Their Eyes Were Watching God 5 Essay

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Their Eyes Were Watching God 5 Essay, Research Paper THEIR EYES WERE WATCHING GOD Plot (Synopsis) When Janie returns to Eatonville, the whole town seems to turn out to watch her walk down the street by herself and up to her own house. She had disappeared some years before, with a young man named Tea Cake. The townspeople wonder why he has not returned with her. In fact, the town is viciously curious, but only Pheoby Watson cares enough about Janie to go and visit her, bringing some dinner and lending a friendly ear. Janie decides to tell her friend Pheoby the whole story of her life. Janie’s story begins in the backyard of her grandmother’s white employers, where she realizes she is darker-skinned than the white children she has always lived around. Janie has lived a

conservative childhood, for she is being raised by her protective and traditional grandmother. When her grandmother sees her kissing a local boy over the garden fence, she grows worried about Janie’s future and marries her off to an older neighbor, Logan Killicks, a man with property who can “protect” her. The marriage is not happy for Janie. Her grandmother dies, and after a short time, Janie escapes from Logan. She marries Joe Starks, and they go to live at a new black settlement called Eatonville. Joe is an ambitious man. He becomes mayor of the new town, opens a store, builds a big white house, and runs the post office. He wants Janie to act like the wife of an important man, just as he directs. He also wants her to run the store and obey his other commands. Janie,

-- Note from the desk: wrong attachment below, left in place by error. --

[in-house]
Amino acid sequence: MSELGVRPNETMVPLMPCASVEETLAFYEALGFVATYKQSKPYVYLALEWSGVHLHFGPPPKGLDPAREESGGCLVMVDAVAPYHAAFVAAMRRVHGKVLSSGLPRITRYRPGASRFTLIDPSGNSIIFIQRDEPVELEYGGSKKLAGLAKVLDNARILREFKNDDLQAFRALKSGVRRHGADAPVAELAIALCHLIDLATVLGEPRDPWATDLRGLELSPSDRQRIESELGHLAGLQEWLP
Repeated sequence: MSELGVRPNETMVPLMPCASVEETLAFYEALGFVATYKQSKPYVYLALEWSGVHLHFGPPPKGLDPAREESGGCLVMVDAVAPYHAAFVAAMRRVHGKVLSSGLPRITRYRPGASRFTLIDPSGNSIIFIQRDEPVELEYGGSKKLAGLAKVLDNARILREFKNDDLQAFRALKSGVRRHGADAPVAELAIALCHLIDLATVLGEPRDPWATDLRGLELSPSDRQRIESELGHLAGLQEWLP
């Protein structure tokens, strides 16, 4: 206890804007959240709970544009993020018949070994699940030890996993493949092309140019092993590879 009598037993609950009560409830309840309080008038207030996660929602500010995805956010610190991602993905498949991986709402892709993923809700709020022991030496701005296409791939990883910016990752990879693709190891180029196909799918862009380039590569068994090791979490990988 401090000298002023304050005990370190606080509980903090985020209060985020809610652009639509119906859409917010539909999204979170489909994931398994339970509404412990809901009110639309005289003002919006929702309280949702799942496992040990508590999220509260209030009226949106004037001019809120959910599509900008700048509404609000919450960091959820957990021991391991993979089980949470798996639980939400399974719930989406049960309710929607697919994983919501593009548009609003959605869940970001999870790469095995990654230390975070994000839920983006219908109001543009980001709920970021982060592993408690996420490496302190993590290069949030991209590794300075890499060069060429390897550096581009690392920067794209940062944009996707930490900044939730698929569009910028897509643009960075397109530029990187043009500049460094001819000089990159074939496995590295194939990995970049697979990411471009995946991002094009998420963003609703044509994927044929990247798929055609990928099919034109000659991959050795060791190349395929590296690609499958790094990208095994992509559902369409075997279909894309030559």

however, wants to live like the other townsfolk, who talk and laugh on their porches and are involved in social events. Although Janie puts up with Joe’s mistreatment, life is not pleasant for her. One day after almost twenty years of marriage, Joe humiliates her once again in front of people in the store and she stands up for herself for the first time. Janie tells him a thing or two about his aging self. As a result, Joe shuts her out of his life. Joe soon becomes ill, but still refuses to speak to Janie. One day, when she feels she can take it no longer, Janie burst s into his sick room and tells him what has been wrong with their marriage. Joe looks away from her and dies. Although the town expects her to be in mourning, Janie feels free of a heavy weight and begins to live

her life with her own thoughts. Although she is a wealthy widow, she still tends the store. She also has plenty of suitors, but none she likes; she thinks they are boring and eager for her money. One day, while the whole town is away at a ball game, a stranger comes by the store and ends up joking and talking to Janie. The young man, whose name is Tea Cake, teaches her to play checkers and generally makes her feel like a regular person with a playful heart. Although Janie is very cautious of his attentions and their age difference, he keeps coming around and taking her out. He finally declares that he loves her and wants to marry her. They leave town, get married, and start a very different sort of life for Janie. Tea Cake is a gambler and a good-timer. At first he is reluctant

to take Janie into the society of his friends, but she convinces him that she wants to live life beside him, not as a possession. Joe agrees. One day they go down to “the muck” to pick green beans, live in a shanty, play music and dance, and have a good time. Trouble arrives when one of Janie’s questionable friends wants to hook her up with her brother. Though Janie has no intention of doing so, Tea Cake beats her to show the world who is boss. Janie is hurt, but remains silent about the beating. When a hurricane threatens “the muck”, Tea Cake refuses to leave. Then the dam of a nearby lake collapses, and the couple has to run for their lives. During their exhausting escape, Janie is swept into a deep stream of moving water and tries to save herself by holding onto a